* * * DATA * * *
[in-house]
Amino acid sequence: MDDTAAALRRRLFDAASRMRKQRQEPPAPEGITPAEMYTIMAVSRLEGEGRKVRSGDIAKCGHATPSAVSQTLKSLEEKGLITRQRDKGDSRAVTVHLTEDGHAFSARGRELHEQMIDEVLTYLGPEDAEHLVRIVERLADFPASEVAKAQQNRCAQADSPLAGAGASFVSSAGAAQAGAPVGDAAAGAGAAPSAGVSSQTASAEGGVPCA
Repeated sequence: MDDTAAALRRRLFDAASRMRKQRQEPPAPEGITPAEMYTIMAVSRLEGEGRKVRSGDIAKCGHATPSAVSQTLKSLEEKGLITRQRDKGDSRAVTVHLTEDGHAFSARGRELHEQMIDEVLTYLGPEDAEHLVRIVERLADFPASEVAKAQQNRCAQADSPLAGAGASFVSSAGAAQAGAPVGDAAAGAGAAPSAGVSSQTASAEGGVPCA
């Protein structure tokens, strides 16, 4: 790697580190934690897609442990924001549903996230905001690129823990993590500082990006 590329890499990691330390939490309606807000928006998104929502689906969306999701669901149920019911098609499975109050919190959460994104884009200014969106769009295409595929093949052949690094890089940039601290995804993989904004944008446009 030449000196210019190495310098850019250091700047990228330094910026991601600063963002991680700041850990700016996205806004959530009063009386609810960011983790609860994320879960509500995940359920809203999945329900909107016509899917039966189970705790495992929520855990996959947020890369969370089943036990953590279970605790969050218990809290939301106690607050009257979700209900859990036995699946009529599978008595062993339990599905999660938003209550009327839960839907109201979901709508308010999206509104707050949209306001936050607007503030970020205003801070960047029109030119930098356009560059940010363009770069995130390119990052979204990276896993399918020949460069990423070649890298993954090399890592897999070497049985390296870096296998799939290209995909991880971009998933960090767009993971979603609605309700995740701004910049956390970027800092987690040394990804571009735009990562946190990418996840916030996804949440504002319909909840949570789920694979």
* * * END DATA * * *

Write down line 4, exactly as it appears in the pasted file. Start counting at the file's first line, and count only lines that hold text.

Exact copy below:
């Protein structure tokens, strides 16, 4: 790697580190934690897609442990924001549903996230905001690129823990993590500082990006 590329890499990691330390939490309606807000928006998104929502689906969306999701669901149920019911098609499975109050919190959460994104884009200014969106769009295409595929093949052949690094890089940039601290995804993989904004944008446009 030449000196210019190495310098850019250091700047990228330094910026991601600063963002991680700041850990700016996205806004959530009063009386609810960011983790609860994320879960509500995940359920809203999945329900909107016509899917039966189970705790495992929520855990996959947020890369969370089943036990953590279970605790969050218990809290939301106690607050009257979700209900859990036995699946009529599978008595062993339990599905999660938003209550009327839960839907109201979901709508308010999206509104707050949209306001936050607007503030970020205003801070960047029109030119930098356009560059940010363009770069995130390119990052979204990276896993399918020949460069990423070649890298993954090399890592897999070497049985390296870096296998799939290209995909991880971009998933960090767009993971979603609605309700995740701004910049956390970027800092987690040394990804571009735009990562946190990418996840916030996804949440504002319909909840949570789920694979």